It isn't perfect but it means we at least get an evening without washing up and toys everywhere before it goes to shit again the next day. It's also fair.

MadameMiggeldy Sun 17-Jan-21 09:33:06

I try and minimise the toys out at any given time. Less to put away.
Steam mop.
Window vacuum.

Elsielouise13 Sun 17-Jan-21 09:33:44

Two adults working F/T in excess of 50 hours a week. One at home. DC x2 dogs x2 assorted other animals including horses x3

Have help with horses, cleaner retired 2 years ago and not replaced cos haven’t found anyone who fits yet/ actually recruiting is hard.

We try and tidy as we go but it’s almost impossible and if anyone told me they were visiting today I would have The Shame and probably not let them in.

My stables are, however, immaculate. At the moment ( for the last 12 months feels like) I cannot do the job I am doing plus spend the weekend exercising animals and then clean the house.

Bathrooms and kitchen hygienic enough.. everything else...

Something has to give.

Cuppaand2biscuits Sun 17-Jan-21 09:34:13

You said you didn't get on with the TOMM method, I don't use it day to day but there are bits that have really stuck with me.
Be your future friend, be organised now so you see the benefit later. So take the dry washing, fold it into piles of which room it's going into, upstairs and put it straight away. Then it feels like one job, if you leave it in the basket it becomes 2 jobs because you need to put it away later.

Do a load of washing and kitchen worktops every day. Don't put things down, put them away. If something will take less than 5 minutes, just do it now, you would be surprised how many jobs do take less than 5 minutes.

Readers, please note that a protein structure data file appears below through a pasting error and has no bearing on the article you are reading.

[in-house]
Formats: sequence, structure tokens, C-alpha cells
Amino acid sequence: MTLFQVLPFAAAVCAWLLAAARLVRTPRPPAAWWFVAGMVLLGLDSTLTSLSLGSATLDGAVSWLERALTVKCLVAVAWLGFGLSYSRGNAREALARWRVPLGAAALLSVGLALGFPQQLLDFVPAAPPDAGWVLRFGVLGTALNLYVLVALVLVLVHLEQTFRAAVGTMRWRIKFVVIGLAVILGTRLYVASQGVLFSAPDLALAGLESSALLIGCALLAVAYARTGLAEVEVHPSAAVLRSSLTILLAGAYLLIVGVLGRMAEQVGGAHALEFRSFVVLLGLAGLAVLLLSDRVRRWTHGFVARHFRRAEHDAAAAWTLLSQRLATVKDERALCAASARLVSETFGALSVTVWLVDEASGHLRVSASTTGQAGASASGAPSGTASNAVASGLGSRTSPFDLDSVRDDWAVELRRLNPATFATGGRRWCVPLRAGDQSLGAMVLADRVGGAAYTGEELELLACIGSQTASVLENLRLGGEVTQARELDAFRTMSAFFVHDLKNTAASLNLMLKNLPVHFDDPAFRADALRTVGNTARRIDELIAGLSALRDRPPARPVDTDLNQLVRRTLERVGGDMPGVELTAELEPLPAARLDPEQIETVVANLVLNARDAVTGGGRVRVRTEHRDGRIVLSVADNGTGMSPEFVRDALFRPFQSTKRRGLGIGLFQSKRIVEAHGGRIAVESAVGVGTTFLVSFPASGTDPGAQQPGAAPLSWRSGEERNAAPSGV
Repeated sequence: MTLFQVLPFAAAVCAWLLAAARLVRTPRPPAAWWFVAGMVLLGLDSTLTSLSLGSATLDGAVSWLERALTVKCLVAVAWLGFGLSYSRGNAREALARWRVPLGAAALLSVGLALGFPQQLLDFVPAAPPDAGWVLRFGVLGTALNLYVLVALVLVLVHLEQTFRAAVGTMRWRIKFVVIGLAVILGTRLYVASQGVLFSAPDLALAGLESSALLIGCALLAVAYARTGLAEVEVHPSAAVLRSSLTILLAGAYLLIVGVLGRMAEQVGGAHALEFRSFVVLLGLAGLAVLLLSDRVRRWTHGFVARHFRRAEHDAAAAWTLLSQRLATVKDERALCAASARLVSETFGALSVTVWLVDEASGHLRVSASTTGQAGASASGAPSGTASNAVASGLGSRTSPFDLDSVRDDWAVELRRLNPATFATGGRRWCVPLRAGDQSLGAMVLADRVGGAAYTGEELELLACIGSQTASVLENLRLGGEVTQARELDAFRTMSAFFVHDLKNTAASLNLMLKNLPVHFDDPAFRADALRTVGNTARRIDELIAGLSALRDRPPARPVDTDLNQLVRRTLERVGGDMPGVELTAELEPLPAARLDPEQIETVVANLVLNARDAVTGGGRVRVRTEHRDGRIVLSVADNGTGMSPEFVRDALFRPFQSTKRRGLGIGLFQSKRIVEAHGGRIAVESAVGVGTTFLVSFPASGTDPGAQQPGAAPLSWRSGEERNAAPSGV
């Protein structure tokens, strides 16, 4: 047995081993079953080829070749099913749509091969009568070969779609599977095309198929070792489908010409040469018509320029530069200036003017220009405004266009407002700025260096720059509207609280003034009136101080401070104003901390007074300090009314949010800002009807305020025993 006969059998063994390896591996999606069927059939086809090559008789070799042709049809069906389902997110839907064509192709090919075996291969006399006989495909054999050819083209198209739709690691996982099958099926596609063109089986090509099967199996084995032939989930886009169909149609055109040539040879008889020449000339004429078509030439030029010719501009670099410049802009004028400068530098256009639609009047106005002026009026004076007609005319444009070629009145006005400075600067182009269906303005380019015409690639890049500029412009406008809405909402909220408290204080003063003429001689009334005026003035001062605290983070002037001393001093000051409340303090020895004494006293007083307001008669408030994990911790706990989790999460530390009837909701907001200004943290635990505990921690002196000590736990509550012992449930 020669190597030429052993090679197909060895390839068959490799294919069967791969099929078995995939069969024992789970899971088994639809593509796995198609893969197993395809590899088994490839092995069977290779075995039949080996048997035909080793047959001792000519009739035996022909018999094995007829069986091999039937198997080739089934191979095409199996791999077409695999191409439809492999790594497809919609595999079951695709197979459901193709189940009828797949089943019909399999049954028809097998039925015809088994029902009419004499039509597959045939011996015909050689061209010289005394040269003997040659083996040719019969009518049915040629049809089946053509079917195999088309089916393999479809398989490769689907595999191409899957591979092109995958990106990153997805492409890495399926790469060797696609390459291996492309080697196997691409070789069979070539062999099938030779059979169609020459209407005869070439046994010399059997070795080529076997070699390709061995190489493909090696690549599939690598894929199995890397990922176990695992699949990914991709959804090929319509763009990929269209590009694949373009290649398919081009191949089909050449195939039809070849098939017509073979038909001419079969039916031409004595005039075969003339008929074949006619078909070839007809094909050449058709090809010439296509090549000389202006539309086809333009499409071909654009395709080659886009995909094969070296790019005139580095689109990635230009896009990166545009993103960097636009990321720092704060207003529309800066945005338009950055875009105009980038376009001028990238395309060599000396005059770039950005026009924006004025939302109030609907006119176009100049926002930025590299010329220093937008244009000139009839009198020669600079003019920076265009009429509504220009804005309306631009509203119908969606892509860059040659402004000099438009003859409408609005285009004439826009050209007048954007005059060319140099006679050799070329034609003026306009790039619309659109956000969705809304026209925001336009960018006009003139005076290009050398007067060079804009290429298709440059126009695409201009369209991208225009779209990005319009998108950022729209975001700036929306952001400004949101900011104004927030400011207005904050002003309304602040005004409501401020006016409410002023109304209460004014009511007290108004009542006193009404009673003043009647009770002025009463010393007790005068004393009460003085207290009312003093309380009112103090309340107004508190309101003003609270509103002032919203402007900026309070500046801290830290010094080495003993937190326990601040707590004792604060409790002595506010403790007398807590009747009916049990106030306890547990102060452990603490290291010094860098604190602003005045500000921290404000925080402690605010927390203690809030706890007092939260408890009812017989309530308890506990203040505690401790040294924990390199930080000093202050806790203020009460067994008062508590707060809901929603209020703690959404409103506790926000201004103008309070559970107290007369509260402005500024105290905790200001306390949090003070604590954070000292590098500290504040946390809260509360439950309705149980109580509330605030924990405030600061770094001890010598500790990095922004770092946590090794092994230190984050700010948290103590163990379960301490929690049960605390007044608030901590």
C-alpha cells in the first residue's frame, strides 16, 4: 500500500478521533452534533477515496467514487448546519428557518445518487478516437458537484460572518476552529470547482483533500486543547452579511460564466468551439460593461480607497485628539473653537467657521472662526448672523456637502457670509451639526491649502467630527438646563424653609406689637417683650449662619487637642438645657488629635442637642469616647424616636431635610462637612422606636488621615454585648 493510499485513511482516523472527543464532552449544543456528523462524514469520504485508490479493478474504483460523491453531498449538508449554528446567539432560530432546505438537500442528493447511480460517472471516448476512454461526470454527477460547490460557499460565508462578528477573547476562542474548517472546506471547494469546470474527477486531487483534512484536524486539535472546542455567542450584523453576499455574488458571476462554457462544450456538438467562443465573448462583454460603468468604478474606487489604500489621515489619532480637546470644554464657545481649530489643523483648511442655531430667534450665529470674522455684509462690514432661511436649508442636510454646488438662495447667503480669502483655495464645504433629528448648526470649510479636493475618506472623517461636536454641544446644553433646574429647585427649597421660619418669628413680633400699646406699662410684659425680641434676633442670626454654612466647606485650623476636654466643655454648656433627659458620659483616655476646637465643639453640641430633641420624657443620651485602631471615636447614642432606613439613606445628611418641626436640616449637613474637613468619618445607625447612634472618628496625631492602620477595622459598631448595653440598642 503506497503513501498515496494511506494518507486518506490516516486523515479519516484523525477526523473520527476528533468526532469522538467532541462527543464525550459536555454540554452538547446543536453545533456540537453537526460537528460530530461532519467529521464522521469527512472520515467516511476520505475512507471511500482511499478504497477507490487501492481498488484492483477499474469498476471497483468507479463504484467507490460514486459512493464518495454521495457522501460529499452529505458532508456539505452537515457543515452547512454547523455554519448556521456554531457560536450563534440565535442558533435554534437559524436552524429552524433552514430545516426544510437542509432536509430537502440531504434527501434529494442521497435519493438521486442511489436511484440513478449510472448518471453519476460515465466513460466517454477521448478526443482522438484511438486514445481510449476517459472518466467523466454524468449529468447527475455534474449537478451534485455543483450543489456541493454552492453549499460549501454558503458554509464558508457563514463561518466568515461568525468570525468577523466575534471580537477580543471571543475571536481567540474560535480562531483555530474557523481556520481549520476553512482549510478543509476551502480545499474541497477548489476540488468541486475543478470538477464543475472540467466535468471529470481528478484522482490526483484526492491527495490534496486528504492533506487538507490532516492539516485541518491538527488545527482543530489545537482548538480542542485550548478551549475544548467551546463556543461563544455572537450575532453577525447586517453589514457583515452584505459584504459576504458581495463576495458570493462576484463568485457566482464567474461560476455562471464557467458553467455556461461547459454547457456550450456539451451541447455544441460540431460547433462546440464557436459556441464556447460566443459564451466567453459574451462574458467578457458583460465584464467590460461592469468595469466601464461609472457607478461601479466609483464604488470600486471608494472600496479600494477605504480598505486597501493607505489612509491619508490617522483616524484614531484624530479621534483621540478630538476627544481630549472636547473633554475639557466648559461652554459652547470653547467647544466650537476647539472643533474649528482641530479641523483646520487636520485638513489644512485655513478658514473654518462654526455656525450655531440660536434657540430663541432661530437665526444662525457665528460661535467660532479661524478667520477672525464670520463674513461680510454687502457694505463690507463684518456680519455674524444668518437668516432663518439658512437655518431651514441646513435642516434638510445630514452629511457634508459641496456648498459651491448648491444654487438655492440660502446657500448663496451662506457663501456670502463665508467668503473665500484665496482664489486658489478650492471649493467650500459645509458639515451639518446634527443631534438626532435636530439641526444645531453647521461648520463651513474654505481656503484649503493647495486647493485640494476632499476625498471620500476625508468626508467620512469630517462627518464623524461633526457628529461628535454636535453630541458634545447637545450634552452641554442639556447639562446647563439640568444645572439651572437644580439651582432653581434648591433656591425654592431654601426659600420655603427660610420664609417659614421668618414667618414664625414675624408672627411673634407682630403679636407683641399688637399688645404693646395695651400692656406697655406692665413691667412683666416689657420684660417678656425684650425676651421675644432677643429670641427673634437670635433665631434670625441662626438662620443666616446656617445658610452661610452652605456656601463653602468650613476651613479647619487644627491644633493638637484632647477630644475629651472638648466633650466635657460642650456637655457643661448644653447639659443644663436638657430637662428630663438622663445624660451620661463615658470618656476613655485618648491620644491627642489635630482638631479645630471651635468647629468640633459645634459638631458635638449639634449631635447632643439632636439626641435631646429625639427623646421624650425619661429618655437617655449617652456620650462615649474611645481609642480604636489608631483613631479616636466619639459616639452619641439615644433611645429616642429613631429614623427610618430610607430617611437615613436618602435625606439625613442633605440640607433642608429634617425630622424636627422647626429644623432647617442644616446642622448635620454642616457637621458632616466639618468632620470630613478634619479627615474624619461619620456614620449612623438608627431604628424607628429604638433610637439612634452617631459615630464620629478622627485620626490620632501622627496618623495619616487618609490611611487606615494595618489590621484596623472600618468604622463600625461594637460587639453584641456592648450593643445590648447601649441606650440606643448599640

Ragwort Sun 17-Jan-21 09:36:43

I think it depends on your standards and what you consider 'clean'. I am amazed on Mumsnet when people say they need to vacuum every day or spend the weekend 'cleaning'.

Like others I just clean surfaces in the kitchen every couple of days, wipe down shower after use, scrub out bath, basins once a week, squirt a bit of beach down the toilets every couple of days (and clean seat etc). A bit of dusting when I can be bothered. Wash kitchen floor once a week Vacuum once a week fortnight. It's not immaculate but not dirty or grubby.

A lot of "cleaning" seems to be tidying up or cleaning up after pets, I don't allow clutter to accumulate and I choose not to have pets.

TOMM can work really well, what don't you about like it?

Nonamesavail Sun 17-Jan-21 09:36:48

I started to note difference in clean and tidy. 2 different things. I have 4 kids, I've accepted my house WILL have toys out, clothes hung up, coats and bags in the hallway etc but thats OK. I focus on bathrooms and kitchen. Hoover downstairs everyday and I do the upstairs once or twice a week (generally not as bad upstairs). I clean toilets daily and make sure the sink is clear. My house is not immaculate but I wipe down doors daily cause of fingerprints etc and understand that clean doesn't have to be tidy. Especially when you have kids.

OxanaVorontsova Sun 17-Jan-21 09:37:00

Put stuff away instead of dumping it
Wipe surfaces as we go
Hoover a couple of times a week
Dust and bathrooms once a week
Washing as needed, put it away as soon as it’s dry
I probably have a kitchen blitz once every month/half term too

Ulelia Sun 17-Jan-21 09:37:18

Clean as you go is a good tip, as in, especially washing dishes as you go when cooking.
My robot vacuum cleaner has literally saved me an hour a day (parquet floors which showed every speck of dust, I would sweep and often mop entire space daily).
Then I divide the house up and do a room a day. Usually:
Sunday - kitchen proper clean, mopping floor, wiling cupboards where necessary, oven etc. When done weekly takes an hour max.